The third phase of an IMO-implemented project to enhance safe and environmentally sound ship recycling in Bangladesh has been given the go-ahead, with Norway committing approximately US$1.5 million (14 million Norwegian Kroner) to support improved ship recycling in Bangladesh.
The Floating Storage and Offloading (FSO) tanker J. NAT is currently being towed towards the infamous shipbreaking beach of Chattogram. The ship left Indonesian waters on 18 April even though local activists warned Indonesian authorities about the toxicity of the vessel. The NGO Shipbreaking Platform, Basel Action Network (BAN), European Environmental Bureau (EEB), IPEN, Nexus3 Foundation and Zero Mercury Working Group have now warned Bangladesh of the breach of international waste laws, and urged authorities to halt the import of the ship.
According to new data released by the NGO Shipbreaking Platform, 674 ocean-going commercial ships and offshore units were sold to the scrap yards in 2019. Of these vessels, 469 large tankers, bulkers, floating platforms, cargo and passenger ships were broken down on only three beaches in Bangladesh, India and Pakistan. This number amounts to approximately 90% of the gross tonnage dismantled worldwide.
On 14 January, Damen Shipyards Group along with Gentium Solutions inked a MoU with the Ministry of Industry of Bangladesh in Dhaka, in order to boost the development of shipbuilding and ship repair industry in Bangladesh. Representatives of the Netherlands Embassy in Bangladesh, were also present at the signing ceremony.
The ship breaking activity in developing countries, such as India, Bangladesh and Pakistan, has been subject to criticism because of the negative impacts the industry has on the environment and workers. Now, a report by the Tata Institute of Social Sciences (TISS) in Mumbai found that there has been little improvements in the shipbreaking yards with regards to working conditions. It also presents several breaches of the national legal framework.
Two workers lost their lives at a shipbreaking yard in in Bangladesh, on Saturday, October 12. According to local sources, the probable cause of the deaths may have been that they inhaled toxic gas. Dangerous shipbreaking in Bangladesh is a great area of concern for human rights organizations and working unions around the world, over the unsafe working conditions and polluting ship dismantling practices.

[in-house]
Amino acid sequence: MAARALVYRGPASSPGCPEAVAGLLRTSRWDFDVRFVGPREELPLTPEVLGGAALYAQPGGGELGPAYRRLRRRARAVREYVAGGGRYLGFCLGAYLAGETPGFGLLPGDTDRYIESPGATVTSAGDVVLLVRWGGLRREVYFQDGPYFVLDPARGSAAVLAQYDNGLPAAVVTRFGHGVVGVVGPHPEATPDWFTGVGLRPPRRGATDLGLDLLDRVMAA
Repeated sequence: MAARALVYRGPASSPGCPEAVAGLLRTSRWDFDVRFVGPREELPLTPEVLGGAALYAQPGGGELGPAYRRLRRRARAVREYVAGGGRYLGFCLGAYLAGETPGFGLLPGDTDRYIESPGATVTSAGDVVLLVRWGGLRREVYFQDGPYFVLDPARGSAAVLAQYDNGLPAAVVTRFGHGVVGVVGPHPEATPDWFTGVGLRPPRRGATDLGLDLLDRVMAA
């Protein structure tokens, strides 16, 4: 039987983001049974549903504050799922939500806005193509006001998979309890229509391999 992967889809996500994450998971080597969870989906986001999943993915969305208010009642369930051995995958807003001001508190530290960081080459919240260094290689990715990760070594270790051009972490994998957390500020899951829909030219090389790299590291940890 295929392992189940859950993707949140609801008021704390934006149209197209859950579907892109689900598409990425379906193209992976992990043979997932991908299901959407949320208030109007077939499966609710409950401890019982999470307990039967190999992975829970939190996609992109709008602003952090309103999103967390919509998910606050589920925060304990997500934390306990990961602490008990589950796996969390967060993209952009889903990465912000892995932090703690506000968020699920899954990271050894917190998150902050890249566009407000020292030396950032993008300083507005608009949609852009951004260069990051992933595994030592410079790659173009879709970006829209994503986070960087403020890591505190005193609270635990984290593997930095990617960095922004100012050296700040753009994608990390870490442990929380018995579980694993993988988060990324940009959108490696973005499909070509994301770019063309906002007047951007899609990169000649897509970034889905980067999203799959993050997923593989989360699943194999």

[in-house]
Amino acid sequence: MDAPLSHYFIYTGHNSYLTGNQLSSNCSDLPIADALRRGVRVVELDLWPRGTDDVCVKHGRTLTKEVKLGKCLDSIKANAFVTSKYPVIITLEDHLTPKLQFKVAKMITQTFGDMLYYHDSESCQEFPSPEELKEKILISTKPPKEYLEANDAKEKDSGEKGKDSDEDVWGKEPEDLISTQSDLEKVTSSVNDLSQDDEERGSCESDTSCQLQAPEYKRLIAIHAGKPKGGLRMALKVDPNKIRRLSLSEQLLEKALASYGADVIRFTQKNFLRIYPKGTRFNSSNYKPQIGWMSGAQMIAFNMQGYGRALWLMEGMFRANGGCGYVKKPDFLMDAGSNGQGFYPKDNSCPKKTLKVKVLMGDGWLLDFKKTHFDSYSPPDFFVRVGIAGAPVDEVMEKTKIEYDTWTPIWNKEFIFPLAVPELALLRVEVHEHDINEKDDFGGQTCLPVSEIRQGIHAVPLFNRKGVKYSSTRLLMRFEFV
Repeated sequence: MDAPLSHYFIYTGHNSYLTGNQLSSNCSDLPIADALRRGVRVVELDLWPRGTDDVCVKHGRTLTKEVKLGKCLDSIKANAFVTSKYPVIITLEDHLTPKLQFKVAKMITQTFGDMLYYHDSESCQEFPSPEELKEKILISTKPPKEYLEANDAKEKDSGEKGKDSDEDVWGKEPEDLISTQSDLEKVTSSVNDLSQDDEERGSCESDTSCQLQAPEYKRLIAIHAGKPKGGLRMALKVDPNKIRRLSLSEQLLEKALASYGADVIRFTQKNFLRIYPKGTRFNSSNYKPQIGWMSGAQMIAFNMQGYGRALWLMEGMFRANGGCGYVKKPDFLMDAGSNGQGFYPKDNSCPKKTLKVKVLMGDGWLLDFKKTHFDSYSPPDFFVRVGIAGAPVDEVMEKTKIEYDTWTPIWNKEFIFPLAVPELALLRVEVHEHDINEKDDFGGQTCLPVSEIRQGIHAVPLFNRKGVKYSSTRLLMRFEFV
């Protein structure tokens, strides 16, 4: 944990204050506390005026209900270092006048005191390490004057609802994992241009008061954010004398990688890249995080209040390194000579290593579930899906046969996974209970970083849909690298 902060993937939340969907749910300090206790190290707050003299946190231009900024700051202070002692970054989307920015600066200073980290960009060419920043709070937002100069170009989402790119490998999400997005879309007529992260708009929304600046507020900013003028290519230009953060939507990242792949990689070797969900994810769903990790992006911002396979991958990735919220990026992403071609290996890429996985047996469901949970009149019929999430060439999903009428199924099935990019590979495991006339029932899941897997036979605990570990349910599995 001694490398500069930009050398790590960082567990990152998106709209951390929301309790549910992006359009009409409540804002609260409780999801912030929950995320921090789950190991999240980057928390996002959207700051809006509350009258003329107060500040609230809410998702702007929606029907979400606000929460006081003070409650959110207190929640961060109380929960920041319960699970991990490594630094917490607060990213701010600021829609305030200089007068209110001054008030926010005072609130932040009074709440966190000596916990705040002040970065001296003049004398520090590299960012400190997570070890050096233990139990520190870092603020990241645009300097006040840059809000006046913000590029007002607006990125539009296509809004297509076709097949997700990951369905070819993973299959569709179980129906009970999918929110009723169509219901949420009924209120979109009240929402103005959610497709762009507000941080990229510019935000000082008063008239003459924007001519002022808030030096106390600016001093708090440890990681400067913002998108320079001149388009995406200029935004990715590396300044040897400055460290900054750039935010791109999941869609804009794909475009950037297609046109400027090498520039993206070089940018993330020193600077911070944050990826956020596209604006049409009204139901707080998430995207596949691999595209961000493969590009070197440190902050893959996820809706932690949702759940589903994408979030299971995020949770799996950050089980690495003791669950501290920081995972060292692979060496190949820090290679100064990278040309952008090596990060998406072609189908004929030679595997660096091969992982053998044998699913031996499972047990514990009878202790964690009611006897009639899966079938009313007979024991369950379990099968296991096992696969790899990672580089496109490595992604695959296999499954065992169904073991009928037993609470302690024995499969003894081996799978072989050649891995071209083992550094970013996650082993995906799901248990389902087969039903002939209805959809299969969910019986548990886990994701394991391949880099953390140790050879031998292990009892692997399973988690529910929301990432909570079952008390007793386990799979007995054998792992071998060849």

Two workers were killed and several others were injured in a Chittagong shipbreaking yard, in Bangladesh, after falling from height while attempting to climb an old ship. The incident was reported at Ziri Subedar ship-breaking yard in Sitakunda, on Saturday evening.
The Red Sea Gateway Terminal (RSGT) signed a Memorandum of Understanding (MoU) with the Ministry of Bangladesh, according to which the former will evaluate investments in and provide assistance in operations to the South Asian nation’s expanding port sector.
As the NGO Shipbreaking Platform informed via its twitter account, three workers lost their lives and at least six were injured because of a toxic gas leak at a shipbreaking yard in Chattogram, Bangladesh. The incident took place on July 31, at the shipbreaking yard of MAK Corporation.
After a worker lost his life while cutting the ship ‘Ever Union’ at a shipbreaking yard in Bangladesh, on July 23, Evergreen released a press statement expressing sympathy for this loss of life and for any other resulting from an industrial accident. It also disclaimed any responsibility, as the ship had been already in the hands of a buyer who had provided assurances that the breakers yard concerned is a certified Green-Ship Recycling shipyard.
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